Exploring for the Determinants of Credit Risk in Credit Default Swap Transaction Data: Is Fixed-Income Markets’ Information Suffcient to Evaluate Credit Risk?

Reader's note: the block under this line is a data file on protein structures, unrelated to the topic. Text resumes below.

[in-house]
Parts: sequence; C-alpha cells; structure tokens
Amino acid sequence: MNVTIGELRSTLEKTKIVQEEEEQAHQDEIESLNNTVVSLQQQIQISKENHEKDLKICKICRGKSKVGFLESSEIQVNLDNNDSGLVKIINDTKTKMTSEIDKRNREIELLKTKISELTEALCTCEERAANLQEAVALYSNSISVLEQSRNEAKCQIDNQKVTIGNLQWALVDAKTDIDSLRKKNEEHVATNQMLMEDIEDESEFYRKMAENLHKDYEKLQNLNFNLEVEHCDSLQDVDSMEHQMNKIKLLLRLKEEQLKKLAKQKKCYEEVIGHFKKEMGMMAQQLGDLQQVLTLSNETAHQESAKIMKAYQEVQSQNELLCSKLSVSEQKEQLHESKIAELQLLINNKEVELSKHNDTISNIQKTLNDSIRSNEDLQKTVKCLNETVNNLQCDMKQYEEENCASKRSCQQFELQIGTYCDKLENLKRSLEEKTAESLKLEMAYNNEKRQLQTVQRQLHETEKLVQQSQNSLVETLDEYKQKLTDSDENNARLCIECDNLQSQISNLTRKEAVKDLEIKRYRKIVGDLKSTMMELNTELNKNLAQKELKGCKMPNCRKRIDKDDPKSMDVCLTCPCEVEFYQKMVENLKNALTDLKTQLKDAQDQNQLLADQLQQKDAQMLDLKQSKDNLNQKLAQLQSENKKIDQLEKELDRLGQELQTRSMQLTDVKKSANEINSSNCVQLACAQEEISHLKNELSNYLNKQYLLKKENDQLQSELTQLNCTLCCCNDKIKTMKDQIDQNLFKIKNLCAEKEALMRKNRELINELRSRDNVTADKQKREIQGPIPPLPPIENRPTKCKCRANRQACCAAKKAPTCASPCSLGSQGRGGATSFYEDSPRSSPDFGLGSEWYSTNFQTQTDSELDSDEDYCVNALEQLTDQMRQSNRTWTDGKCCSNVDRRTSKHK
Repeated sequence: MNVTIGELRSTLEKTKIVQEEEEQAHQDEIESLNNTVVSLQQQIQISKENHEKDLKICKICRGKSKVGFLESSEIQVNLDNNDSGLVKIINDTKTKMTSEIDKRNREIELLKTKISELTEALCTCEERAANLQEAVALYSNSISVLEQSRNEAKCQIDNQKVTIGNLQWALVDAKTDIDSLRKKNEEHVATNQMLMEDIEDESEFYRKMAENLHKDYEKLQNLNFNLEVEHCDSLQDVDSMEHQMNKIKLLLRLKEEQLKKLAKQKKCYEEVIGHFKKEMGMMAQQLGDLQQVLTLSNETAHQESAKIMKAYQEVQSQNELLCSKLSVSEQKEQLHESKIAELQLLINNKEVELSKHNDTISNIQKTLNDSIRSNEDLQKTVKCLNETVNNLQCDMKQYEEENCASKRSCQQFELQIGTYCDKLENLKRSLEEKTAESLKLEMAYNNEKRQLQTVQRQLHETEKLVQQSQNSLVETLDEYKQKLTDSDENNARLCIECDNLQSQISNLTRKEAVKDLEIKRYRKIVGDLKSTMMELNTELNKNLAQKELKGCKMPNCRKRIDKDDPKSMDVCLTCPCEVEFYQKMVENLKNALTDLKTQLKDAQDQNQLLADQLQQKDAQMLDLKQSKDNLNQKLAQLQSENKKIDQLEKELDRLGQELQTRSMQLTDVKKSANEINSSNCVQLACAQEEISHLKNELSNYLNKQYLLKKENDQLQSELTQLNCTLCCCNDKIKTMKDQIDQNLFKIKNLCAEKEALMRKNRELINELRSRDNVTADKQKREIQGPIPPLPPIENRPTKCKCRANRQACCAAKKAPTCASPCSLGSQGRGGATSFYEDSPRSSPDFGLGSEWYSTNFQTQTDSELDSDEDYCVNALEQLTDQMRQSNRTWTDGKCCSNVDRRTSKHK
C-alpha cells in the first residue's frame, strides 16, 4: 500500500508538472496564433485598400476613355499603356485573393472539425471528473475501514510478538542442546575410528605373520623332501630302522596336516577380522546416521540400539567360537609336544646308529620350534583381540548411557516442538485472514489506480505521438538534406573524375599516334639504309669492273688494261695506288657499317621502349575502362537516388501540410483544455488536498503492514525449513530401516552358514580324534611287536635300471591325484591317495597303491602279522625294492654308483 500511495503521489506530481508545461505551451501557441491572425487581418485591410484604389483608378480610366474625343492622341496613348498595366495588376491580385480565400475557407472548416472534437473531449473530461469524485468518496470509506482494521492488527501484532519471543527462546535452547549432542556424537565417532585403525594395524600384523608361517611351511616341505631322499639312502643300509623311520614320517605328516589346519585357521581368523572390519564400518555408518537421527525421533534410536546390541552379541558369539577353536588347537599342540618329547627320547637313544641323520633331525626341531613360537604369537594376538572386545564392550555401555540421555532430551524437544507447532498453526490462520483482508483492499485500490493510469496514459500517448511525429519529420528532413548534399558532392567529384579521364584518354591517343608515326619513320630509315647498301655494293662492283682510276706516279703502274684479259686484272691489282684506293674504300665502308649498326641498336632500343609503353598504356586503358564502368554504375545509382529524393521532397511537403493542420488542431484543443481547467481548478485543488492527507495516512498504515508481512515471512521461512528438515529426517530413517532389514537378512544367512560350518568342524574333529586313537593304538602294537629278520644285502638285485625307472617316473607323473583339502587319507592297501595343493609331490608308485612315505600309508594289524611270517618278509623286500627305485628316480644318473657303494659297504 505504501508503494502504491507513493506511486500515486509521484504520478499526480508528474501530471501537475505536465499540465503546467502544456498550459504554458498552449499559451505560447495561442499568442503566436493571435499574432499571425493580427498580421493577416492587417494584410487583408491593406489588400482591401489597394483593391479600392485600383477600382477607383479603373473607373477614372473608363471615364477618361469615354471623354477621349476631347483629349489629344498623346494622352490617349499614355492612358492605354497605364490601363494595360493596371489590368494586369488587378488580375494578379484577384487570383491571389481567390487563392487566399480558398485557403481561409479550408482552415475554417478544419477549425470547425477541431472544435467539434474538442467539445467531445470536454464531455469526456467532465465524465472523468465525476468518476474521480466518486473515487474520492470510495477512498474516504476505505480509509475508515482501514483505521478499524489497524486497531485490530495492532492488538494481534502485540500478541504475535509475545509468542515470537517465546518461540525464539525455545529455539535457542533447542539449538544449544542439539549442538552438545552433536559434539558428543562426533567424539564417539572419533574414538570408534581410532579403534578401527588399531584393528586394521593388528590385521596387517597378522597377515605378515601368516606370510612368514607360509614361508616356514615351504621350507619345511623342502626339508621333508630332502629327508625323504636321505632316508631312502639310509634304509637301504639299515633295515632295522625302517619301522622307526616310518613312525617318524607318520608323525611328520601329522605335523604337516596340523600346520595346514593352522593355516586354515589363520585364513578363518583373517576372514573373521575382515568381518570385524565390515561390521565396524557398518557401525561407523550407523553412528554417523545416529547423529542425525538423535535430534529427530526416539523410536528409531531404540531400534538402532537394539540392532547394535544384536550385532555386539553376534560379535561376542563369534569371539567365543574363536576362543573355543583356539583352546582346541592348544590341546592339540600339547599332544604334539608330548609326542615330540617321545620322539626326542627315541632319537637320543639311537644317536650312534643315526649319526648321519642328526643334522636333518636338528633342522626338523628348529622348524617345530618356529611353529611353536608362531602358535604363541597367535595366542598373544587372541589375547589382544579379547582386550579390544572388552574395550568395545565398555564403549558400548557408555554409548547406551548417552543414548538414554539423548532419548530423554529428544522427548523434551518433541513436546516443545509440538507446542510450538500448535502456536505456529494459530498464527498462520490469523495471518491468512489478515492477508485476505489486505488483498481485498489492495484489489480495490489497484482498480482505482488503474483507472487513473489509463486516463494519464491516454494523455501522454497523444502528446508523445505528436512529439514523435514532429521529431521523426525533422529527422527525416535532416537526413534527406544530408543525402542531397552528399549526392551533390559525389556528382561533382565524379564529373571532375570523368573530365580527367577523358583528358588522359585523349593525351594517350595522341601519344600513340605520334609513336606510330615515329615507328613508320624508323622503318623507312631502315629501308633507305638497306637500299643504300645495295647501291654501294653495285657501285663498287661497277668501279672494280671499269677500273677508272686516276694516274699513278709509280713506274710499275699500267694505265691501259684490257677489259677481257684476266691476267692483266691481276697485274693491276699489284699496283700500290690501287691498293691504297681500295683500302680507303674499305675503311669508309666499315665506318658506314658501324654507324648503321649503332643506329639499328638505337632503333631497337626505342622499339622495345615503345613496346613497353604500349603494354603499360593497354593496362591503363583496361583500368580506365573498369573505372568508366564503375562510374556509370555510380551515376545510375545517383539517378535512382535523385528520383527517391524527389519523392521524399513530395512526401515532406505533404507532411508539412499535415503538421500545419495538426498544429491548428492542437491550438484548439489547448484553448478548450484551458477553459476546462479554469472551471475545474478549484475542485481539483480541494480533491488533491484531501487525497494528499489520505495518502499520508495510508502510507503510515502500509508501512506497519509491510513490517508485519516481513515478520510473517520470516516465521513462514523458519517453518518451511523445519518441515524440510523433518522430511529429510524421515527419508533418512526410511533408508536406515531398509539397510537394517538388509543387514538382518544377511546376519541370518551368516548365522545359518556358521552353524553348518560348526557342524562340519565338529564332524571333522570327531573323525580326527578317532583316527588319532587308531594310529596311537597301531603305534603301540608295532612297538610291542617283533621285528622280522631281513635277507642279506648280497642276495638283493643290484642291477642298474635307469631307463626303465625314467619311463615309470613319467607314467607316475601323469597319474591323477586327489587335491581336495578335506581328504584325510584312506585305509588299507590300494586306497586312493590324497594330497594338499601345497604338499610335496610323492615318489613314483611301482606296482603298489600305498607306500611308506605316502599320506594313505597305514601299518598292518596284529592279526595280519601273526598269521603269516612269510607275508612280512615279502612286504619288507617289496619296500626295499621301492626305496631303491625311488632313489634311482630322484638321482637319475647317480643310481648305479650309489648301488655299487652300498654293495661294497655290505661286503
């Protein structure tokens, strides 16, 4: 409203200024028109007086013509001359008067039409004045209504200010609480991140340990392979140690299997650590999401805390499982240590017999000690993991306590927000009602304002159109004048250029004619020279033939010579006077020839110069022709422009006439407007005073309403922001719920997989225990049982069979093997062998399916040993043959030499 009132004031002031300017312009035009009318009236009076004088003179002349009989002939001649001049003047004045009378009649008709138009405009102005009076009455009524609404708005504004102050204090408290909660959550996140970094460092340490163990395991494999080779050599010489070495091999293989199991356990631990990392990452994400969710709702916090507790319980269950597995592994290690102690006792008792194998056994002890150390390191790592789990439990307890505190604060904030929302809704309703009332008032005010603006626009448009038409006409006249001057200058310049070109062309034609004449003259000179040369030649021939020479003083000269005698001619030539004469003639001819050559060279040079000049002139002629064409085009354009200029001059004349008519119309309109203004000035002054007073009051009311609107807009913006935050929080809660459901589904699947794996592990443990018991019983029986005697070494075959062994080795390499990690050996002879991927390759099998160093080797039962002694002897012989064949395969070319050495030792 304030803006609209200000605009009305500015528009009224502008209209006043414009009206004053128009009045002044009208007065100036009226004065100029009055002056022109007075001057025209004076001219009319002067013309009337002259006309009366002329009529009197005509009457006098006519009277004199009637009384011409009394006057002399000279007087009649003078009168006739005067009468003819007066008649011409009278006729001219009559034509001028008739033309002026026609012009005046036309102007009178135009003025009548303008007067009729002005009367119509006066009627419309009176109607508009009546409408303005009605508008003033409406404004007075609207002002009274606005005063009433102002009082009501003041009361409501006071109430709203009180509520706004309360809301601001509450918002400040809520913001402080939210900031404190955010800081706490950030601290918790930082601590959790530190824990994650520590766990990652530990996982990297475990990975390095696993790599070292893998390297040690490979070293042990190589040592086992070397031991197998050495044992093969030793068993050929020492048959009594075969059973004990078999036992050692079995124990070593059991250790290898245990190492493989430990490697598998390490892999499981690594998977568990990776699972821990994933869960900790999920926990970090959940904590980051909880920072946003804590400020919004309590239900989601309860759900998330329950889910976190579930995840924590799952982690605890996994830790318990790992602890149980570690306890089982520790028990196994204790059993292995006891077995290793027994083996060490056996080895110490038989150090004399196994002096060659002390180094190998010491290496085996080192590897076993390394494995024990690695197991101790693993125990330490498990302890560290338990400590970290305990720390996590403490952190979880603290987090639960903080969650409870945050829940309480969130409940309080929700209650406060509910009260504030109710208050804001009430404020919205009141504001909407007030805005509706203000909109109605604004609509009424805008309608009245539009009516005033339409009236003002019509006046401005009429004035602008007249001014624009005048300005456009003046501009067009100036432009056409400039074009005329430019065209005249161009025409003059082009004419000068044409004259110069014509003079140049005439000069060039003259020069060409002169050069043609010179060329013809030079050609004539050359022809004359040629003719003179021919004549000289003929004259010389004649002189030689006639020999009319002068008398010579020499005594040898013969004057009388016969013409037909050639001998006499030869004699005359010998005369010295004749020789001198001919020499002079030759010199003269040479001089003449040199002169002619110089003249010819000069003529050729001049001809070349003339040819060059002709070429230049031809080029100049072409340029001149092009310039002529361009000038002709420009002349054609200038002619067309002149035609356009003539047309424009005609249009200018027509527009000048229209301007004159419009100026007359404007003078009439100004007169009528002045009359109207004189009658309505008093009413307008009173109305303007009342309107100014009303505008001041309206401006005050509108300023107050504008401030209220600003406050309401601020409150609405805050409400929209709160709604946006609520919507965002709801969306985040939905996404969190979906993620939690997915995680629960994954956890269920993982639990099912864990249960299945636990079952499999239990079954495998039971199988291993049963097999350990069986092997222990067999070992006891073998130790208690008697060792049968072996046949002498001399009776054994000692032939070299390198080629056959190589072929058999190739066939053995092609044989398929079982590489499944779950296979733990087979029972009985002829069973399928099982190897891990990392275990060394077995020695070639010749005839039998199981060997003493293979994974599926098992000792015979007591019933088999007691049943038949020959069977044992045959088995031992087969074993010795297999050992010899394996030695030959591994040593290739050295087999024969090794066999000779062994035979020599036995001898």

We investigate the influence of various fundamental variables on a cross-section of credit default swap transaction data. Credit default swap rates can be seen as a superior proxy to credit risk than bond spreads are. Because we have transaction prices rather than quotes, we have thus observations of financial markets’ assessment of credit risk. Therefore our findings are relevant not only for the understanding of credit default swaps but for credit risk in general. The fundamental variables include fixed-income market data such as ratings, interest rate data and bond spreads as well as equity market data such as variance and market leverage (so called ” structural variables ”). We test for the stability of the influence of the different fundamental variables along several lines. We find evidence that most of the variables predicted by credit risk pricing theories have a significant impact on the observed levels of credit default prices. We also provide an international analysis of corporate credit risk, as half of our corporate sample is not US based, as well as some re-sults on sovereign credit risk. Using this information we are able to explain a significant portion of the cross-sectional variation in our sample with adjusted R 2 reaching 82% using the variables predicted by classical theoretical models. However there are important behavioral differences between high rated and low rated underlyings, sovereign and corporate underlyings and underlyings from different markets (US vs no US). We analyze these differences. We also find evidence of behavioral, momentum-like issues in equity markets-credit risk relationships. Overall, strong results show the importance of considering so called ”structural variables ” and equity market information as well as stochastic interest rates along with classical ratings when pricing credit risk overall. Furthermore, and contrarily to previous results, equity market information seems to matter for both high and low ratings, albeit in different ways. We implement a reduced-form model and analyze the errors obtained. Equity market variables seem to explain a large part of the errors. Overall, we document the importance of taking into account equity markets when doing credit risk analysis.
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